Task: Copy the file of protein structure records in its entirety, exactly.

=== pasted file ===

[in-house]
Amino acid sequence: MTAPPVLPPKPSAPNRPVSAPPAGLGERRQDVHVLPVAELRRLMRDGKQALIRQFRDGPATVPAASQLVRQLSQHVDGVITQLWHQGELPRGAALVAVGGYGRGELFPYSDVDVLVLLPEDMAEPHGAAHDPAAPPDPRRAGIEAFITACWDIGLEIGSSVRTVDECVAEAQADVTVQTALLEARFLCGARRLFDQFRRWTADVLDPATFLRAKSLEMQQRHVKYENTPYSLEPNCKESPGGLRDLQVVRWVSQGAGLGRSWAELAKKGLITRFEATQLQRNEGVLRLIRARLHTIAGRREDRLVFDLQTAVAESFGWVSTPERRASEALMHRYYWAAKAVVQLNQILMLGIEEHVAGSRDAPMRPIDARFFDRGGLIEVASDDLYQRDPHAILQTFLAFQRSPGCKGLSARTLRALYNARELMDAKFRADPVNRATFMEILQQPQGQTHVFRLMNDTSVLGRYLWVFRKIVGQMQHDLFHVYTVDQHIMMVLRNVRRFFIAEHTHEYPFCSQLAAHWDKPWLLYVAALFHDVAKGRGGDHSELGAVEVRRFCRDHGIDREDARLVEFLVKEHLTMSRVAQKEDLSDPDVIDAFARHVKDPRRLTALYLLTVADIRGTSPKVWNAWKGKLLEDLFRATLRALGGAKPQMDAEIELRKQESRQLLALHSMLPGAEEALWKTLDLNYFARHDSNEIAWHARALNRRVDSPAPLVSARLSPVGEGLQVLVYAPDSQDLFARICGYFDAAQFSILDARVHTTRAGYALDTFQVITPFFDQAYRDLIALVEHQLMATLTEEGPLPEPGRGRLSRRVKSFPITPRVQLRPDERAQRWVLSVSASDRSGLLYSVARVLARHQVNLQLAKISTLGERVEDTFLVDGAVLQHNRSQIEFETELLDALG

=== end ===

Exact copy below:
[in-house]
Amino acid sequence: MTAPPVLPPKPSAPNRPVSAPPAGLGERRQDVHVLPVAELRRLMRDGKQALIRQFRDGPATVPAASQLVRQLSQHVDGVITQLWHQGELPRGAALVAVGGYGRGELFPYSDVDVLVLLPEDMAEPHGAAHDPAAPPDPRRAGIEAFITACWDIGLEIGSSVRTVDECVAEAQADVTVQTALLEARFLCGARRLFDQFRRWTADVLDPATFLRAKSLEMQQRHVKYENTPYSLEPNCKESPGGLRDLQVVRWVSQGAGLGRSWAELAKKGLITRFEATQLQRNEGVLRLIRARLHTIAGRREDRLVFDLQTAVAESFGWVSTPERRASEALMHRYYWAAKAVVQLNQILMLGIEEHVAGSRDAPMRPIDARFFDRGGLIEVASDDLYQRDPHAILQTFLAFQRSPGCKGLSARTLRALYNARELMDAKFRADPVNRATFMEILQQPQGQTHVFRLMNDTSVLGRYLWVFRKIVGQMQHDLFHVYTVDQHIMMVLRNVRRFFIAEHTHEYPFCSQLAAHWDKPWLLYVAALFHDVAKGRGGDHSELGAVEVRRFCRDHGIDREDARLVEFLVKEHLTMSRVAQKEDLSDPDVIDAFARHVKDPRRLTALYLLTVADIRGTSPKVWNAWKGKLLEDLFRATLRALGGAKPQMDAEIELRKQESRQLLALHSMLPGAEEALWKTLDLNYFARHDSNEIAWHARALNRRVDSPAPLVSARLSPVGEGLQVLVYAPDSQDLFARICGYFDAAQFSILDARVHTTRAGYALDTFQVITPFFDQAYRDLIALVEHQLMATLTEEGPLPEPGRGRLSRRVKSFPITPRVQLRPDERAQRWVLSVSASDRSGLLYSVARVLARHQVNLQLAKISTLGERVEDTFLVDGAVLQHNRSQIEFETELLDALG